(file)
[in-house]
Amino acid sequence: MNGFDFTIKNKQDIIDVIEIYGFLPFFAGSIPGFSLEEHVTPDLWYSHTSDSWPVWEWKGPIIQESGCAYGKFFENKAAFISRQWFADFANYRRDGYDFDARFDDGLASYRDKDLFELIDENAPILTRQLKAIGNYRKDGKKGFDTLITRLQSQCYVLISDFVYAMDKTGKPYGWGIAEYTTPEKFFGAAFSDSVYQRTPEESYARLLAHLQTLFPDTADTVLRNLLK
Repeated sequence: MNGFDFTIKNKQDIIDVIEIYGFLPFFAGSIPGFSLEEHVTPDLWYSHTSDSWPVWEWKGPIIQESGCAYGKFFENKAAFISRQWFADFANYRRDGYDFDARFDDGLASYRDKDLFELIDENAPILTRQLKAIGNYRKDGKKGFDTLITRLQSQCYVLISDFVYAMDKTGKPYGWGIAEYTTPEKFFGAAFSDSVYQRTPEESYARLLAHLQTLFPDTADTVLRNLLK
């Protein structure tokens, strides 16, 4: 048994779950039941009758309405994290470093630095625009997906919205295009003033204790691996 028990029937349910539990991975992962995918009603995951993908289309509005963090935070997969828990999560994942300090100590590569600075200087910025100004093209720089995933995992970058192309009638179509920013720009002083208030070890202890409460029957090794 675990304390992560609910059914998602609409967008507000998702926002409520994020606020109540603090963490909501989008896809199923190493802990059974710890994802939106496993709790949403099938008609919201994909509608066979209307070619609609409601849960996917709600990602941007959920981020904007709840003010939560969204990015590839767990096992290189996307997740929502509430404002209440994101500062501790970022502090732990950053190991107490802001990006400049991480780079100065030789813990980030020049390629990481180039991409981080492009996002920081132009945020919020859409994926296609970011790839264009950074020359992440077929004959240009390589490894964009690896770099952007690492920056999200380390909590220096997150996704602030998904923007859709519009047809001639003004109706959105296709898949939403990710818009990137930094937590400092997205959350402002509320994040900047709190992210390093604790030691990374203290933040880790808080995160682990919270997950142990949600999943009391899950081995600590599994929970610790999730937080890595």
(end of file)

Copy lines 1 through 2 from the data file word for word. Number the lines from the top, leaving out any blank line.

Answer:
[in-house]
Amino acid sequence: MNGFDFTIKNKQDIIDVIEIYGFLPFFAGSIPGFSLEEHVTPDLWYSHTSDSWPVWEWKGPIIQESGCAYGKFFENKAAFISRQWFADFANYRRDGYDFDARFDDGLASYRDKDLFELIDENAPILTRQLKAIGNYRKDGKKGFDTLITRLQSQCYVLISDFVYAMDKTGKPYGWGIAEYTTPEKFFGAAFSDSVYQRTPEESYARLLAHLQTLFPDTADTVLRNLLK